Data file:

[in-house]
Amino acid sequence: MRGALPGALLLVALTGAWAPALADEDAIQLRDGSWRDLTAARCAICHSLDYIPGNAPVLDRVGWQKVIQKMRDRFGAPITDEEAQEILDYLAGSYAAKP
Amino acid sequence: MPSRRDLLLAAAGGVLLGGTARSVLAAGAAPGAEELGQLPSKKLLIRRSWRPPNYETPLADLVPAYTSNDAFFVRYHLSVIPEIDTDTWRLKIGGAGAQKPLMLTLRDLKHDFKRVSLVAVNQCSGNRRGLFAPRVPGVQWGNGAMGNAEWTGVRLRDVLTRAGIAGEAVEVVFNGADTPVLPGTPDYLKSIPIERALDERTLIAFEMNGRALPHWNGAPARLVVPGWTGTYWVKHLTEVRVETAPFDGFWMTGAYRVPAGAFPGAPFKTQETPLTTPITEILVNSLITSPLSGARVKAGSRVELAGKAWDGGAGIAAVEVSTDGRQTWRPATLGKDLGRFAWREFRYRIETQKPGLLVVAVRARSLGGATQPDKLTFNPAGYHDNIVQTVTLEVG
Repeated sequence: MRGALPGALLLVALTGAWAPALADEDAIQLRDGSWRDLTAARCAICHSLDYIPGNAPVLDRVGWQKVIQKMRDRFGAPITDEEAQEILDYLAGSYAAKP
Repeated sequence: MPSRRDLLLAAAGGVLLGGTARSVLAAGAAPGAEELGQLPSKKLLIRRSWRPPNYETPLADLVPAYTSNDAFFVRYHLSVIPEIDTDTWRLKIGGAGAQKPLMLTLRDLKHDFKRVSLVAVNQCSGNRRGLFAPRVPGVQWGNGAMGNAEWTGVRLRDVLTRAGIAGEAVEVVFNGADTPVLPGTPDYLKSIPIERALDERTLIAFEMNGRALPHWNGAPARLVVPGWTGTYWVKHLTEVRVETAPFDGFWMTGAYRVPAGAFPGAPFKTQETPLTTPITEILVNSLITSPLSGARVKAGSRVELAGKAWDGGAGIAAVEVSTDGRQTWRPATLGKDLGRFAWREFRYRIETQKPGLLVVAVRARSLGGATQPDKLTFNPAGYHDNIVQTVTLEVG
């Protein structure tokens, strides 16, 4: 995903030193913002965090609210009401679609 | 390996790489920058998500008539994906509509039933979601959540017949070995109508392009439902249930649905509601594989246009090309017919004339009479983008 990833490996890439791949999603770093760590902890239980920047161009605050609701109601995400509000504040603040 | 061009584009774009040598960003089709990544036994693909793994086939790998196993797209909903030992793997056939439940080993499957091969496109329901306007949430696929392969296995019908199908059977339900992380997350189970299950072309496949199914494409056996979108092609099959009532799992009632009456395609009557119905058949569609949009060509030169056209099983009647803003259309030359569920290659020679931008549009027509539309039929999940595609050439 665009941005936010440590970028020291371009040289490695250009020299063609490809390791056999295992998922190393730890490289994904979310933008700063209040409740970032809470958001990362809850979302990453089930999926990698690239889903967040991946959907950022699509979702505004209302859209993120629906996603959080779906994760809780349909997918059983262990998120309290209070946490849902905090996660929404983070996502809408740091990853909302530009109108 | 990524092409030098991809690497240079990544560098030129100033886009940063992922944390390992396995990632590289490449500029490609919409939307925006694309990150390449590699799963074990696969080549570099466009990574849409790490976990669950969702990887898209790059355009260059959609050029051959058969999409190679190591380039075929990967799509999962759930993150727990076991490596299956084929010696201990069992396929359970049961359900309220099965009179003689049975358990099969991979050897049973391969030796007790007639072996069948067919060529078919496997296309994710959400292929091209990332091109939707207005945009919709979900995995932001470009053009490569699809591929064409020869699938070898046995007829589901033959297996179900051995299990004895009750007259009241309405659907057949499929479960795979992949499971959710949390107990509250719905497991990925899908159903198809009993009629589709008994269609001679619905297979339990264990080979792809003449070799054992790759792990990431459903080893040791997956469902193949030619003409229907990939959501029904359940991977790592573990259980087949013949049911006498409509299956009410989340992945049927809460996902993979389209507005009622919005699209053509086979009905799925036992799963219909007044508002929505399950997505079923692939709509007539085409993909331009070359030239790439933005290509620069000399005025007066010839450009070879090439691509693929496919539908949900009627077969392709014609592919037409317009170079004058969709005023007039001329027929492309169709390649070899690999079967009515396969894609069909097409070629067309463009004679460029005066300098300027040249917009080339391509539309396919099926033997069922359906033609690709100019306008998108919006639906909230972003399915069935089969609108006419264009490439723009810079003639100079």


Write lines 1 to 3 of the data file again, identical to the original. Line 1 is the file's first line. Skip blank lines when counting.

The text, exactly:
[in-house]
Amino acid sequence: MRGALPGALLLVALTGAWAPALADEDAIQLRDGSWRDLTAARCAICHSLDYIPGNAPVLDRVGWQKVIQKMRDRFGAPITDEEAQEILDYLAGSYAAKP
Amino acid sequence: MPSRRDLLLAAAGGVLLGGTARSVLAAGAAPGAEELGQLPSKKLLIRRSWRPPNYETPLADLVPAYTSNDAFFVRYHLSVIPEIDTDTWRLKIGGAGAQKPLMLTLRDLKHDFKRVSLVAVNQCSGNRRGLFAPRVPGVQWGNGAMGNAEWTGVRLRDVLTRAGIAGEAVEVVFNGADTPVLPGTPDYLKSIPIERALDERTLIAFEMNGRALPHWNGAPARLVVPGWTGTYWVKHLTEVRVETAPFDGFWMTGAYRVPAGAFPGAPFKTQETPLTTPITEILVNSLITSPLSGARVKAGSRVELAGKAWDGGAGIAAVEVSTDGRQTWRPATLGKDLGRFAWREFRYRIETQKPGLLVVAVRARSLGGATQPDKLTFNPAGYHDNIVQTVTLEVG